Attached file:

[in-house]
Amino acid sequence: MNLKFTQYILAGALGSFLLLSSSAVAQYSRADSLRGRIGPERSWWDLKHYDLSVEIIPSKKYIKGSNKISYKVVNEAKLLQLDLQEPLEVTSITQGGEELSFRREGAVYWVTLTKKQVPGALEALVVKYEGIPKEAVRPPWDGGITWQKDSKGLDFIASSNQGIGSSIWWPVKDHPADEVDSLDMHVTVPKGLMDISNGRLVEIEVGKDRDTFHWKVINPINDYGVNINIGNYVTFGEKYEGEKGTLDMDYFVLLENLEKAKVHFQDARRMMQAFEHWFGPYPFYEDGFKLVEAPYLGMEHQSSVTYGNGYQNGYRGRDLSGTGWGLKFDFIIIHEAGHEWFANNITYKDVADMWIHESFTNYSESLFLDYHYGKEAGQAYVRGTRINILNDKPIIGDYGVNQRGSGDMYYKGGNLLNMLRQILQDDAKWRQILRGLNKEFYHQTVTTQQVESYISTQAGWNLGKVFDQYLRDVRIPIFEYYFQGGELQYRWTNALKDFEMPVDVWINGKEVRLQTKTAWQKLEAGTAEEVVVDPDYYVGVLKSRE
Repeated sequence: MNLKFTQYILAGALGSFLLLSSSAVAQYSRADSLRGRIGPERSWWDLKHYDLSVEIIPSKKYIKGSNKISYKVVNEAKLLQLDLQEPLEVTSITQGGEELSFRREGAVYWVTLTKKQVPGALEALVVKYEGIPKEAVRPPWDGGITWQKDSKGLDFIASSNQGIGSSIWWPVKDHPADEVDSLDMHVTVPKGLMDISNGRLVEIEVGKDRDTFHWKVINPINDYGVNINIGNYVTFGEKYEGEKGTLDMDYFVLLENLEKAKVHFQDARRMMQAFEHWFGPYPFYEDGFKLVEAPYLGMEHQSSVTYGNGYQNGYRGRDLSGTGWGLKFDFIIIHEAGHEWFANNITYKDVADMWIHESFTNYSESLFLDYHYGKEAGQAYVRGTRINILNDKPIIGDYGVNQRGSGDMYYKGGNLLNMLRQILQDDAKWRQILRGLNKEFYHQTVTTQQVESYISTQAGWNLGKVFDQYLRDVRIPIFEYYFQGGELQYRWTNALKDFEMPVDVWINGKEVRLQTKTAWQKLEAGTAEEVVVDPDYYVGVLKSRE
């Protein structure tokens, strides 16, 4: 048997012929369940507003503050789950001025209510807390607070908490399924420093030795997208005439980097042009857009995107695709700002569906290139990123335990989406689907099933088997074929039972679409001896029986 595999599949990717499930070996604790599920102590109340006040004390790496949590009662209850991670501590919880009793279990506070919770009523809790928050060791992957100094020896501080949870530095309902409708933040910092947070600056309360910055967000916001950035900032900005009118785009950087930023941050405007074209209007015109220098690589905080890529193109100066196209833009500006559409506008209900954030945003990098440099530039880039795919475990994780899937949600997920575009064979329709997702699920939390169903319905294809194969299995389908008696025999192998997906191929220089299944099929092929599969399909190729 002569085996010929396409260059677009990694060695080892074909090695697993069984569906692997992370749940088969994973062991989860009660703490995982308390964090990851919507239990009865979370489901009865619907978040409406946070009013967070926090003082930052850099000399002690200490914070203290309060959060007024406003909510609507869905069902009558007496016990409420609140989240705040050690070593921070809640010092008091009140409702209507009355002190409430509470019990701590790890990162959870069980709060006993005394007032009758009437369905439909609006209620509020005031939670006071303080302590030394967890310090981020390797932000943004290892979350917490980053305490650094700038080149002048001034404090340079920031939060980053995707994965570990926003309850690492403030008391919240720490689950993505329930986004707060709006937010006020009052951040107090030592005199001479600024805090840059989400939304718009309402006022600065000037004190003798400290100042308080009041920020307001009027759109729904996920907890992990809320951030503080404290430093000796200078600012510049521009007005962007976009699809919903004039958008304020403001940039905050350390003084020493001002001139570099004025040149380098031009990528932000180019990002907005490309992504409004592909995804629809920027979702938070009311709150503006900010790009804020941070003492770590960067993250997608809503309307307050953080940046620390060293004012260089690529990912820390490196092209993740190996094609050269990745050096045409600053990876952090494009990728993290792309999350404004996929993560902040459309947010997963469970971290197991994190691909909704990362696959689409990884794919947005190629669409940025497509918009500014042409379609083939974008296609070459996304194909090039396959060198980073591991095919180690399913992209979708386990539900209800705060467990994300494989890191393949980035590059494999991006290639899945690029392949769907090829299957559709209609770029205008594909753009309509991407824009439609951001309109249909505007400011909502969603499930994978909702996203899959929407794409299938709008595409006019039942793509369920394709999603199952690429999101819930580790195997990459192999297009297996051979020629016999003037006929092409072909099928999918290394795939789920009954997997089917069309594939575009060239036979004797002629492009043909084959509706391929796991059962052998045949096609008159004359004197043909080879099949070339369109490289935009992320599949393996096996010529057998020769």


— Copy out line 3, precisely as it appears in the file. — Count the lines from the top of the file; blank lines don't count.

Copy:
Repeated sequence: MNLKFTQYILAGALGSFLLLSSSAVAQYSRADSLRGRIGPERSWWDLKHYDLSVEIIPSKKYIKGSNKISYKVVNEAKLLQLDLQEPLEVTSITQGGEELSFRREGAVYWVTLTKKQVPGALEALVVKYEGIPKEAVRPPWDGGITWQKDSKGLDFIASSNQGIGSSIWWPVKDHPADEVDSLDMHVTVPKGLMDISNGRLVEIEVGKDRDTFHWKVINPINDYGVNINIGNYVTFGEKYEGEKGTLDMDYFVLLENLEKAKVHFQDARRMMQAFEHWFGPYPFYEDGFKLVEAPYLGMEHQSSVTYGNGYQNGYRGRDLSGTGWGLKFDFIIIHEAGHEWFANNITYKDVADMWIHESFTNYSESLFLDYHYGKEAGQAYVRGTRINILNDKPIIGDYGVNQRGSGDMYYKGGNLLNMLRQILQDDAKWRQILRGLNKEFYHQTVTTQQVESYISTQAGWNLGKVFDQYLRDVRIPIFEYYFQGGELQYRWTNALKDFEMPVDVWINGKEVRLQTKTAWQKLEAGTAEEVVVDPDYYVGVLKSRE